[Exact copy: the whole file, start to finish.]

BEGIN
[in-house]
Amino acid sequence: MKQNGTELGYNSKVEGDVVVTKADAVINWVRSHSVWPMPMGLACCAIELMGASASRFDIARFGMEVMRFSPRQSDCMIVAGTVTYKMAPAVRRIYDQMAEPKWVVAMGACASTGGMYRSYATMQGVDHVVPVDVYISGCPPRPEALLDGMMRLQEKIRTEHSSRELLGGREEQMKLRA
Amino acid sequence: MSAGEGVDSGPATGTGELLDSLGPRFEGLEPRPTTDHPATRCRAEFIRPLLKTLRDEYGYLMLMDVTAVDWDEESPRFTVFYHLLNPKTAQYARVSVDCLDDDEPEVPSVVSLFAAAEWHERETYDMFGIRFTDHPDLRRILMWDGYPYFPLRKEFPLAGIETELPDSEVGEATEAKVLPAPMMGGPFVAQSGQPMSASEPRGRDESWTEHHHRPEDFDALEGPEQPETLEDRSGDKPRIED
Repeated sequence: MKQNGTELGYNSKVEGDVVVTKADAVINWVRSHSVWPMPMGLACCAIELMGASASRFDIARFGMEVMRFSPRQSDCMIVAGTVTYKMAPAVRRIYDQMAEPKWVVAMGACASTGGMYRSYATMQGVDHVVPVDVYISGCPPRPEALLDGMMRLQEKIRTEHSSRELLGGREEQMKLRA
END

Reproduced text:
[in-house]
Amino acid sequence: MKQNGTELGYNSKVEGDVVVTKADAVINWVRSHSVWPMPMGLACCAIELMGASASRFDIARFGMEVMRFSPRQSDCMIVAGTVTYKMAPAVRRIYDQMAEPKWVVAMGACASTGGMYRSYATMQGVDHVVPVDVYISGCPPRPEALLDGMMRLQEKIRTEHSSRELLGGREEQMKLRA
Amino acid sequence: MSAGEGVDSGPATGTGELLDSLGPRFEGLEPRPTTDHPATRCRAEFIRPLLKTLRDEYGYLMLMDVTAVDWDEESPRFTVFYHLLNPKTAQYARVSVDCLDDDEPEVPSVVSLFAAAEWHERETYDMFGIRFTDHPDLRRILMWDGYPYFPLRKEFPLAGIETELPDSEVGEATEAKVLPAPMMGGPFVAQSGQPMSASEPRGRDESWTEHHHRPEDFDALEGPEQPETLEDRSGDKPRIED
Repeated sequence: MKQNGTELGYNSKVEGDVVVTKADAVINWVRSHSVWPMPMGLACCAIELMGASASRFDIARFGMEVMRFSPRQSDCMIVAGTVTYKMAPAVRRIYDQMAEPKWVVAMGACASTGGMYRSYATMQGVDHVVPVDVYISGCPPRPEALLDGMMRLQEKIRTEHSSRELLGGREEQMKLRA